Last September, when Rome was burning and the NFL was spraying words at the conflagration in the hopes of putting it out, Cowboys owner Jerry Jones went with the fairly strong stance that domestic violence is “intolerable.”
But now Jones has hired a guy with a domestic violence incident on his record, a term other than intolerable applies.
“This agreement involved an important element of our defensive scheme, specifically the pass rush, at a position that we felt we needed to address this off season,” Jones said in a statement issued with the announcement that defensive end Greg Hardy has signed a contract. “We entered this free agency period with the idea of utilizing key resources to help us on the defensive side of the ball. . . .
“We have spent a great deal of time over the last two days in meeting with Greg directly and gaining a solid understanding of what he is all about as a person and as a football player. A thorough background review of him, involving many elements of our organization, has been ongoing for the last few weeks.
“Obviously a great deal of our study was dedicated to the issue of domestic violence, and the recent events that associated Greg with that issue. We know that Greg’s status remains under review by the National Football League.
“Our organization understands the very serious nature of domestic violence in our society and in our league. We know that Greg has a firm understanding of those issues as well.”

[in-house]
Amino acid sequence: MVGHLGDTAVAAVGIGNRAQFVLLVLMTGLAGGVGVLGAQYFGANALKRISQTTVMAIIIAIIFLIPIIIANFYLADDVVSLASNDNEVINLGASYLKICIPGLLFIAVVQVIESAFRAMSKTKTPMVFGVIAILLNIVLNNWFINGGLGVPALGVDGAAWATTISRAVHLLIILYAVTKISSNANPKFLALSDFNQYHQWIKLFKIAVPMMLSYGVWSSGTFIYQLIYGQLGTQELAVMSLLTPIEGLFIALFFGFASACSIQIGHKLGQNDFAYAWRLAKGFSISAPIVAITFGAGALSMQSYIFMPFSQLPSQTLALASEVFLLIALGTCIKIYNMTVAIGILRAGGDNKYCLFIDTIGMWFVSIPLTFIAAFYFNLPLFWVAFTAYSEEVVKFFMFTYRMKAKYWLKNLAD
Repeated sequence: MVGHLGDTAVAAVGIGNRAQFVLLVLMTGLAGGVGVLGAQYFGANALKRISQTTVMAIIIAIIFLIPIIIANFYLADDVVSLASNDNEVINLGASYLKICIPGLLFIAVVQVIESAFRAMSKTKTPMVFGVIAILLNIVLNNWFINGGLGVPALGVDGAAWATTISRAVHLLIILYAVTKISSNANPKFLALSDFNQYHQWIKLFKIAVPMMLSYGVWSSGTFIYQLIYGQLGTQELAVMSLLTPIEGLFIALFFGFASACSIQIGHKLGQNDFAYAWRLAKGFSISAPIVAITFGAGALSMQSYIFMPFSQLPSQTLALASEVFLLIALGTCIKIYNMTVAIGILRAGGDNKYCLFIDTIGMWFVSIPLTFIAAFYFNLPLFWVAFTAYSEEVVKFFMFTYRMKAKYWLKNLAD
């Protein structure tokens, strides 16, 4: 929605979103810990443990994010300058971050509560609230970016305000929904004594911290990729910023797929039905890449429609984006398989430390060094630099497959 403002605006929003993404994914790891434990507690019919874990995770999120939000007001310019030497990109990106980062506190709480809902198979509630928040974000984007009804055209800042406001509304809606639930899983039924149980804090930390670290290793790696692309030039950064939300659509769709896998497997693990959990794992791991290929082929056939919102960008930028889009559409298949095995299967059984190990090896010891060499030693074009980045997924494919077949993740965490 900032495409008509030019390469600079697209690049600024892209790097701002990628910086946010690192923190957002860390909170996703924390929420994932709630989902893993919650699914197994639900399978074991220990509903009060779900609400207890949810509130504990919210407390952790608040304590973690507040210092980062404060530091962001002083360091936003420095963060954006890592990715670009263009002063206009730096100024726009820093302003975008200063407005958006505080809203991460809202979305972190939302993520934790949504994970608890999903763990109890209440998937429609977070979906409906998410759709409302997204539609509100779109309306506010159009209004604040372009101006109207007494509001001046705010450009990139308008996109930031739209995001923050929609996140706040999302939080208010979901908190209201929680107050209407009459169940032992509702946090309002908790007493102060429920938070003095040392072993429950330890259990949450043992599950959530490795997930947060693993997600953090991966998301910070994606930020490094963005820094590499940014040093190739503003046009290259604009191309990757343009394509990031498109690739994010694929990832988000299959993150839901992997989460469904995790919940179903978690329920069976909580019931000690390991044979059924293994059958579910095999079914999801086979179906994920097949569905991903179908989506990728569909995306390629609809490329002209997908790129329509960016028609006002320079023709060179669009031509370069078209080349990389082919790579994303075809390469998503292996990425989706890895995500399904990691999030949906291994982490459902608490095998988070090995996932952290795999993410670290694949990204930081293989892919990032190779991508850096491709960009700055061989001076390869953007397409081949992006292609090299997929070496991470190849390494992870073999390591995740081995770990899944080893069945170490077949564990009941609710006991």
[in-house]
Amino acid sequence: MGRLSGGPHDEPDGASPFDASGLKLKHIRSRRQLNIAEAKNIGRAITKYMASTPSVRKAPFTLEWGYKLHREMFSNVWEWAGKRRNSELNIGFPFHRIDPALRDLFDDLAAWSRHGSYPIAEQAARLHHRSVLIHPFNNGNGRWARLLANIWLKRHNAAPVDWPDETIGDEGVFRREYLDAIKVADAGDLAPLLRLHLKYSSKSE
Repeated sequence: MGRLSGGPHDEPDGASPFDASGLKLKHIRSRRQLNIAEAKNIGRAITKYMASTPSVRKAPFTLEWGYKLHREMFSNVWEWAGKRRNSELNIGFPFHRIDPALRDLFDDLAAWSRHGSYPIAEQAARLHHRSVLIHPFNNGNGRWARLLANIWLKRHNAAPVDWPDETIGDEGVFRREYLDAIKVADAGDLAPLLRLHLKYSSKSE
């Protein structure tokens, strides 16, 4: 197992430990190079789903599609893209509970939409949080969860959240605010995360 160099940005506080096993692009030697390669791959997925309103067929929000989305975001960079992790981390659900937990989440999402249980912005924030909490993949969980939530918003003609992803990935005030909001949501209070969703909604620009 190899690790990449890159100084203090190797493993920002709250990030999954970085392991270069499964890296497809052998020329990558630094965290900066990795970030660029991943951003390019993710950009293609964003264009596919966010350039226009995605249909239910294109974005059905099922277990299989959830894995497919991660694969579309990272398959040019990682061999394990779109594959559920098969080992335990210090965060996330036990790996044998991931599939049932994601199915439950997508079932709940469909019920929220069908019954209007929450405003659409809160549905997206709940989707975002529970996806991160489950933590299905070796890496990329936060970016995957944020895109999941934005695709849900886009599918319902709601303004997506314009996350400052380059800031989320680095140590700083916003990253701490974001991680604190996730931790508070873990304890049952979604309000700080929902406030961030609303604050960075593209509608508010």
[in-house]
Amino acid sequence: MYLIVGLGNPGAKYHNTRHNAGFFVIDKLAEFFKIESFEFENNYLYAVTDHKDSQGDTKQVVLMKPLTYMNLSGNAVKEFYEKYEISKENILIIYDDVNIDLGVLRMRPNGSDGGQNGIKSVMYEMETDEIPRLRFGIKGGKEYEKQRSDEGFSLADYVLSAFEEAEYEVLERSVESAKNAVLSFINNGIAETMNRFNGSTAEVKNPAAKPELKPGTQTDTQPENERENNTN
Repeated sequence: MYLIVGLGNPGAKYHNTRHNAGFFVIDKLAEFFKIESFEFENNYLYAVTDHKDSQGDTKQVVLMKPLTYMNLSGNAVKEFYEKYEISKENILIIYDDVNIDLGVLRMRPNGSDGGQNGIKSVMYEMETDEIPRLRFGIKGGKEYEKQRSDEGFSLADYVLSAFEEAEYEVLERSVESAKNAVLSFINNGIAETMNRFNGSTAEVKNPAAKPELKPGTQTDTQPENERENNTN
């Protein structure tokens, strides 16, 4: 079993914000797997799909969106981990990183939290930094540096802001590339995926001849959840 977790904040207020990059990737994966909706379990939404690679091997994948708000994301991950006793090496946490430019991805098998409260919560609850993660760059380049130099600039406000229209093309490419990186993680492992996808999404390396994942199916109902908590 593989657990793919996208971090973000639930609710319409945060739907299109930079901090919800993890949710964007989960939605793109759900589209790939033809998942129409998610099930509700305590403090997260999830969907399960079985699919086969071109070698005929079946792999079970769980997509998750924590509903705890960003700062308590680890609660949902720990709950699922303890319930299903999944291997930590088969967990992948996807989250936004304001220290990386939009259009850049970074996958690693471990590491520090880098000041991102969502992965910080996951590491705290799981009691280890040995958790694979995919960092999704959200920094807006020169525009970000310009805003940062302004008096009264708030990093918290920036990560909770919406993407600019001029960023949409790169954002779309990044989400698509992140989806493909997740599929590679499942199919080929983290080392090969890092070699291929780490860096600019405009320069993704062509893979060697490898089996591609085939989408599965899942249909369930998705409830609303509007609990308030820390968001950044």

Going through a criminal prosecution that ended on the courthouse steps only after he reportedly paid a settlement to the alleged victim would definitely give Hardy a “firm understanding” of the issue. The really question is whether he’ll find himself in a similar situation going forward.
The Cowboys aren’t willing to conclude that he won’t, which is why his base salary is only $750,000 and he’ll get $578,125 for each game in which he is available to play. The thinking is that, if Hardy faces another accusation and lands back on the Commissioner’s-Exempt list, the Cowboys will be paying Hardy only $44,000 per week to not play. That’s far less than the $818,750 he received for each of the 15 games in which he didn’t play last year with Carolina.
Speaking of Carolina, Hardy will see his former team in 2015. The Panthers are scheduled to visit Texas at some point during the upcoming season.